Pollution is caused when substances (usually made or concentrated by human activity) contaminate the natural elements, such as air, land and water. Water is polluted when chemical, biological or physical material gets into fresh or ocean waters in amounts that do not occur naturally. Raised levels of contaminants such as heavy metals affect the quality of the water and the health of the plants and animals that live there. In cities such as Christchurch, these pollution problems are made worse by many hard, surfaces that does not absorb water (e.g. roads, car parks). When it rains, the water runs quickly across these surfaces, washing contaminants into our waterways.
Contaminants can include:
1. Brake pad dust and rubber from vehicle tyres.
2. Metals such as lead, copper and zinc, some of which come from roofing materials
3. Fine particles of chemicals from industrial processes or from vehicle exhausts, which drop out of polluted air or are washed out of polluted air when it rains.
4. Chemicals that collect on impervious, hard surfaces. Examples include oil that leaks from cars or trucks onto the roads, polycyclic aromatic hydrocarbons (PAHs) from the use of tar seal, detergents used when people wash their cars on their driveways, or paint chemicals that get into the stormwater system when people wash their brushes outside.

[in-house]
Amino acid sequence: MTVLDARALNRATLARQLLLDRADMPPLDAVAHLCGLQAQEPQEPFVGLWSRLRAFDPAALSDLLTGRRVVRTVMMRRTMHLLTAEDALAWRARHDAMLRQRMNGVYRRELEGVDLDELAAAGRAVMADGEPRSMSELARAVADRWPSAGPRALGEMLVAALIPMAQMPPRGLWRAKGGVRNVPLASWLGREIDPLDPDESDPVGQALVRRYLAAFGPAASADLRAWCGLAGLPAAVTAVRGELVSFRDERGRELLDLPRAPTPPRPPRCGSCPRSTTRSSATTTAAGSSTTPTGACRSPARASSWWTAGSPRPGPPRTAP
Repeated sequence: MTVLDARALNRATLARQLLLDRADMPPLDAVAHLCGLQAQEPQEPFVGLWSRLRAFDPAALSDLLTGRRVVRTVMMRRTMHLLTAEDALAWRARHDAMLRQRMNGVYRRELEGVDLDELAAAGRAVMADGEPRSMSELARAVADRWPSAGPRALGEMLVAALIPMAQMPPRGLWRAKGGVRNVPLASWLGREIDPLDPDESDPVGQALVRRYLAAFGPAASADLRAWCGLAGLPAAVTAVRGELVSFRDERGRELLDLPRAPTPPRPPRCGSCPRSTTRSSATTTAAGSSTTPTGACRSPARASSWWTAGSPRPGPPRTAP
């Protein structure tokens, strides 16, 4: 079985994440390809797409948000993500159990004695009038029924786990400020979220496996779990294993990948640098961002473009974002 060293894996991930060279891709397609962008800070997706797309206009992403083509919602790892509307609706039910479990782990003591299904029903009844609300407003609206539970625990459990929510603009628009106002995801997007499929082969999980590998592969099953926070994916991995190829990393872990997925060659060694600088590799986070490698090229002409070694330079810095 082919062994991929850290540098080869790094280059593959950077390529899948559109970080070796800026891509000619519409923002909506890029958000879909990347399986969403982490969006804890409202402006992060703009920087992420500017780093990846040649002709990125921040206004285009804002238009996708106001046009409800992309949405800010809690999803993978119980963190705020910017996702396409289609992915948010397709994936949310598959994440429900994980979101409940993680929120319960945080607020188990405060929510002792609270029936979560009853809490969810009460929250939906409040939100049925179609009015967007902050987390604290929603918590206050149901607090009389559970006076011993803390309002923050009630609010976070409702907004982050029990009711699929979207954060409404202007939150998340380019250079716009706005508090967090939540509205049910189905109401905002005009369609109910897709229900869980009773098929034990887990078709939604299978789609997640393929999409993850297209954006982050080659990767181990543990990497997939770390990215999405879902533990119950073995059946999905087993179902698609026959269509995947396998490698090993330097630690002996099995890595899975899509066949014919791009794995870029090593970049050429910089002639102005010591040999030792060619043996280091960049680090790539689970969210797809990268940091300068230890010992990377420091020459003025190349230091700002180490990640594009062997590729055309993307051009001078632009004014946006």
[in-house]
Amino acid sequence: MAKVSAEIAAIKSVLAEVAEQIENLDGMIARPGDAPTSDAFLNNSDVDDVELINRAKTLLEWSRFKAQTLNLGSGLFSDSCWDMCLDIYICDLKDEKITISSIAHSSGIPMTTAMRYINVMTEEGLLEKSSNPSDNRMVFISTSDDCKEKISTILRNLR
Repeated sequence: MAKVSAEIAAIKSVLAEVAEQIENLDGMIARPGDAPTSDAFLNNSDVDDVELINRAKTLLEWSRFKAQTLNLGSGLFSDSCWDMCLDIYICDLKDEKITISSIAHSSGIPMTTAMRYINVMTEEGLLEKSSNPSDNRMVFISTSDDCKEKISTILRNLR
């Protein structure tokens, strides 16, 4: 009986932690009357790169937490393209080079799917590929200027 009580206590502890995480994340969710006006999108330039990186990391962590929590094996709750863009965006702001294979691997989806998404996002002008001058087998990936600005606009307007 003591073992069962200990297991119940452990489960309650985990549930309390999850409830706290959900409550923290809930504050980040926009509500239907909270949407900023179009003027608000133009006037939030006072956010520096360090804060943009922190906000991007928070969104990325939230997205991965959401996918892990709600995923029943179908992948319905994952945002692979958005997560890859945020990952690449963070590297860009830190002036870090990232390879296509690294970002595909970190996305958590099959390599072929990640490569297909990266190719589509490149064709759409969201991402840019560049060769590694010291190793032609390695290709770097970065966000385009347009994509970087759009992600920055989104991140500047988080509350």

5.Faeces from mammals (such as dogs, hedgehogs, possums) and birds. Too much faecal matter in the water means that there are likely to be pathogens present in the water. The amount of faecal matter in the water is measured by the number of E.coli bacteria (short for Escherichia coli) per 100 ml. This measurement is used to decide when it is safe to drink the water, to eat shellfish that have been in the water, or to swim. Faeces can also enter Christchurch waterways in times of high rainfall events, where water in storm water drains overflow and mix with the sewerage network.
6. Chemical spills. Nowadays, chemicals spills are usually accidents. An example of a chemical spill was in 2008 when blue ink was spilled into the Heathcote River. Some chemical spills can remain invisible and only become obvious when the river smells (as happened when diesel was spilled into the headwaters of the river in 2005) or when plants and animals start to die. All of these contaminants can affect the environment for a very long time. In Christchurch, these contaminants get into our rivers and may eventually end up in the sediments of the Avon-Heathcote Estuary/Ihutai.